In July, Microsoft said it will rename WinSPR the Windows Experience Index. The new index is expected to engage in a bit of grade inflation, perhaps to appease hardware vendors other than graphics card makers. The whole to-do gives added impetus to my argument that businesses are probably going to balk at buying the type of PCs required to migrate to Vista, at least until those PCs are mainstream, rather than fairly high end. It's highly unlikely that businesses will be early adopters, at least on the desktop. They are likely to use Longhorn Server, but that addresses a completely separate arm of the corporate IT infrastructure.

As for performance, I have to admit my objections are experiential rather than based on any qualitative metrics. I found it vexing that I couldn't create a new folder in the "My Documents" directory tree. I had to create it within an existing subdirectory and move it over. I was annoyed that I couldn't get Vista to restart properly -- I had to do a full shutdown, and then physically turn it on again.

File copy and delete functions were also slow -- it took more than a minute to copy 10 items totaling 41.5 MBfrom my documents folder to a flash drive. That's not outlandish; it takes the same time to do a similar copy on Windows XP. I guess that's my point: If Vista delivers anything beyond a better user interface and improved security, that thing should be improved performance. Investing in a 3.2GHz PC only to find it running marginally better than my 2004-vintage, XP-equipped 1.2-GHz Celeron box is dispiriting.

5) Hit: The Media Center-ization Of Vista

My complaints about Vista's performance are tempered by my realization that, with Vista, the PC can now actually do interesting stuff. Music and video stuff. Indeed, with Vista, Windows has essentially remade the home PC into a media center. Make that Media Center, which is the name of the software that manages music, photos, online videos, DVDs, and even high-definition television (HDTV).

As with Aero, Media Center is not included in the Home Basic version of Vista. Media Center is also not included in the two business SKUs of Vista, which makes sense, since enterprises already have too many workers listening to tunes on the job.

Top 10 Vista Hits & Misses

1)  Hit: Sidebar & Gadgets2)  Miss: Installation3)  Hit: The Aero Glass GUI4)  Miss: Performance

5)  Hit: Media Center-ization6)  Hit: WMP 117)  Miss: Search, Security Dialogs8)  Hit: DRM

9)  Hit: Flip 3D10)  Miss: Memory RequirementsConclusions

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Microsoft is positioning Vista Media Center as a more straightforward way to find and access digital entertainment. My experience with the beta is that, yes, media access is now more integrated -- it's via Media Center. But, no, things aren't better than when I had to wrestle separately with Windows Media Player, Intervideo WinDVD, and Nero to listen, burn my tunes, and watch my discs.

In another case of Vista beta bugaboo, when I tried to play a DVD, Media Center launched the disk, but got stuck on the title's opening menu. (I finally opened the thing directly with Windows Media Player.) Quite frankly, Media Center is clunky, probably because it's architected as a lowest-common-denominator multimedia tool -- a video viewer for Grandma, if you will.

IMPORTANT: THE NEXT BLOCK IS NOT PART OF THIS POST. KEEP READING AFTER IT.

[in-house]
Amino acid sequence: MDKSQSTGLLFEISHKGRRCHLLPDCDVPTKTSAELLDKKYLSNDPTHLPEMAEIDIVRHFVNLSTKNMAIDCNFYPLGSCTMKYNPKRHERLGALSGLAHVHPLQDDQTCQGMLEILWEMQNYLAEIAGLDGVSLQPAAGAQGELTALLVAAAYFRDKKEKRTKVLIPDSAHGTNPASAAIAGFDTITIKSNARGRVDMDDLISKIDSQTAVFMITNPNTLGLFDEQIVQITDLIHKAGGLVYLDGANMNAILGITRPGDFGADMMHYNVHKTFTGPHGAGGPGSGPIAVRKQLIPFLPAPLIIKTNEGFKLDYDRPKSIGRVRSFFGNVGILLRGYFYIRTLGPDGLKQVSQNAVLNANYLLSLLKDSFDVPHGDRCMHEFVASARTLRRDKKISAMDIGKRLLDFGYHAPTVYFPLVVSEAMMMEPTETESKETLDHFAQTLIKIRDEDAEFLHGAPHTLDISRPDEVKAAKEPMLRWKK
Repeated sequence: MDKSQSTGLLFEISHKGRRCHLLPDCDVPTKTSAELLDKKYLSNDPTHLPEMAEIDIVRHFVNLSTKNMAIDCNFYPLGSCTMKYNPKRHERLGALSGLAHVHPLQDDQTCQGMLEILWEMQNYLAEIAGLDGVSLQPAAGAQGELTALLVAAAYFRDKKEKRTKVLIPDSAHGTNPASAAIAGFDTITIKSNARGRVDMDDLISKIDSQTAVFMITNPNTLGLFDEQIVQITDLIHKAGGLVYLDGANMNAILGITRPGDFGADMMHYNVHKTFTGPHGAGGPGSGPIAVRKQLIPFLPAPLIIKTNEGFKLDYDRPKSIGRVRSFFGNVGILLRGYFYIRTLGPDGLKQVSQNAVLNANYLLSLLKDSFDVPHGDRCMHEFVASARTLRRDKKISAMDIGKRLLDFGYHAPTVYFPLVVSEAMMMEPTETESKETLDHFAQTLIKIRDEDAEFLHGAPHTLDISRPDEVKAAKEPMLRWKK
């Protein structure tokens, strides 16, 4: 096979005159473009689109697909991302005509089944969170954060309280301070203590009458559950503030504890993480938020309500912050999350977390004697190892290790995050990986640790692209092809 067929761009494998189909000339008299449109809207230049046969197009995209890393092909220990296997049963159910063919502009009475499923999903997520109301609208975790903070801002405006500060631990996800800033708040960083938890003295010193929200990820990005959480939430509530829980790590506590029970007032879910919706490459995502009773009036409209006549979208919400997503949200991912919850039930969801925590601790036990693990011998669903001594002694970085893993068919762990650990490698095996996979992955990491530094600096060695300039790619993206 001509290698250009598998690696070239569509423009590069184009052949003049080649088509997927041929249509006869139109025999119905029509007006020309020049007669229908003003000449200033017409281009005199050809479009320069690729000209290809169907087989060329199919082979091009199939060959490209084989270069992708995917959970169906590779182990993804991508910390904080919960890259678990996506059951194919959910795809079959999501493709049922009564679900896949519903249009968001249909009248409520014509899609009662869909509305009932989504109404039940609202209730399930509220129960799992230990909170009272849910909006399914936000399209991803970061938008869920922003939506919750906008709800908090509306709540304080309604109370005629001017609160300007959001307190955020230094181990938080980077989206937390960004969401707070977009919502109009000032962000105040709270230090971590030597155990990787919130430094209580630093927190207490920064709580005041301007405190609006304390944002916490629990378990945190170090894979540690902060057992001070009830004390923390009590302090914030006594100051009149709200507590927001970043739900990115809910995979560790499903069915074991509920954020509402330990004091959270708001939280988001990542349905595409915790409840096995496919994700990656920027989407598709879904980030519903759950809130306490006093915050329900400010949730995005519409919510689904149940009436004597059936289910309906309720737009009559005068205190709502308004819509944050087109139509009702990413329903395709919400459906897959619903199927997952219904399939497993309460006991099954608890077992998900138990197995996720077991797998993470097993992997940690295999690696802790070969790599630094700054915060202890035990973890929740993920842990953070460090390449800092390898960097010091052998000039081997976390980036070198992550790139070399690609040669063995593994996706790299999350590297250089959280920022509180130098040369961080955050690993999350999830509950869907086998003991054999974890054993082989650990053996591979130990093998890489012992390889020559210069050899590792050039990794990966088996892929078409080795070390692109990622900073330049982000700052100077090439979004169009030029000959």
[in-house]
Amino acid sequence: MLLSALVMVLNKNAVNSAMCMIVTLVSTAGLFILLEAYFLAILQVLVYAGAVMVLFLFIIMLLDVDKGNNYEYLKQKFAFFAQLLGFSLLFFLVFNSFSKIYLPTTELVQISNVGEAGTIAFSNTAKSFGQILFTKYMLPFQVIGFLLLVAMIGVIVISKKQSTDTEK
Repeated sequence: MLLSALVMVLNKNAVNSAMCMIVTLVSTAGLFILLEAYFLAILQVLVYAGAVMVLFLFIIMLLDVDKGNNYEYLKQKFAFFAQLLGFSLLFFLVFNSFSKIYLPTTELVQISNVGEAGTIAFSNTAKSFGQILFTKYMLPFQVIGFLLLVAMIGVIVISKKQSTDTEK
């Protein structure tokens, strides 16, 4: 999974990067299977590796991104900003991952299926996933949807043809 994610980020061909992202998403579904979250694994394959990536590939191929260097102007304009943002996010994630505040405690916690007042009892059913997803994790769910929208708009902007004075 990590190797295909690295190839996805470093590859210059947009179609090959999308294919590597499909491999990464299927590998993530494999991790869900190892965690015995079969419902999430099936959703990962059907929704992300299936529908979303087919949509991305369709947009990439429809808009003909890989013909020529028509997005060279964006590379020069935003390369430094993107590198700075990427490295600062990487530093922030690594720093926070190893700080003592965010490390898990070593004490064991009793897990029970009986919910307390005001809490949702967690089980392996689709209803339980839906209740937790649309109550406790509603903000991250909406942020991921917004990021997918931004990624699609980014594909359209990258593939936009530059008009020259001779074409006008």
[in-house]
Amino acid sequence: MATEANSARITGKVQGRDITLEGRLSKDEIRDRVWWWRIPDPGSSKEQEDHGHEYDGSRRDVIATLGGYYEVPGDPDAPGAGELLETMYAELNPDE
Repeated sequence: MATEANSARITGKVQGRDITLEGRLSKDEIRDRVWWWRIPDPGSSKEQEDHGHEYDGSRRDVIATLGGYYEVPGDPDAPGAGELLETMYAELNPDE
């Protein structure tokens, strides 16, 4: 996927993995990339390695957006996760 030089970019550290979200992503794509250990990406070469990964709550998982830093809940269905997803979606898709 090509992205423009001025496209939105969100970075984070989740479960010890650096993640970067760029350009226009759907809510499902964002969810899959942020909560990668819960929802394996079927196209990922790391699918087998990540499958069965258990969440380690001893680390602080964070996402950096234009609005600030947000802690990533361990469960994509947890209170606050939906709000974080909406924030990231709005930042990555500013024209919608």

For many consumers, though, this isn't going to matter. Media Center will catch on because it'll serve as a one-stop content shop that's up and running just as soon as your new PC is pulled out of its Best Buy box. That's something Microsoft, and, separately, hardware vendors like Hewlett-Packard, have banged their corporate heads against the wall trying to do for years without success. Even Intel, with its Digital Home initiative, has made little headway in popularizing PCs as living-room entertainment centers. By bringing the Media Center in through the computing side door, Vista should change that.

6) Hit: Windows Media Player 11

The media success of Vista won't stem entirely from the operating system -- it'll also be a function of surrounding apps and services that have sprung up amid attempts to fend off the iTunes juggernaut.

Top 10 Vista Hits & Misses

1)  Hit: Sidebar & Gadgets2)  Miss: Installation3)  Hit: The Aero Glass GUI4)  Miss: Performance5)  Hit: Media Center-ization6)  Hit: WMP 117)  Miss: Search, Security Dialogs8)  Hit: DRM9)  Hit: Flip 3D

10)  Miss: Memory RequirementsConclusions

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Exhibit A in this regard is Windows Media Player 11, another Microsoft development for which clunky design is beside the point. Windows Media Player 11 isn't solely tied to Vista -- there's a version for Windows XP. However, it's included in Vista, is heavily touted in Microsoft's write-ups for the OS, and is a key component of Vista's Media Center strategy.

If Windows Media Player 11 were Microsoft's virgin foray into a music and video app, it would be perfectly adequate. However, it's the successor to WMP 10, a highly evolved player that had shed the limitations of earlier versions and is actually quite nice to use. In the interest of integration and ease-of-use -- a player for Grandma, again -- version 11 unfortunately takes a step backward.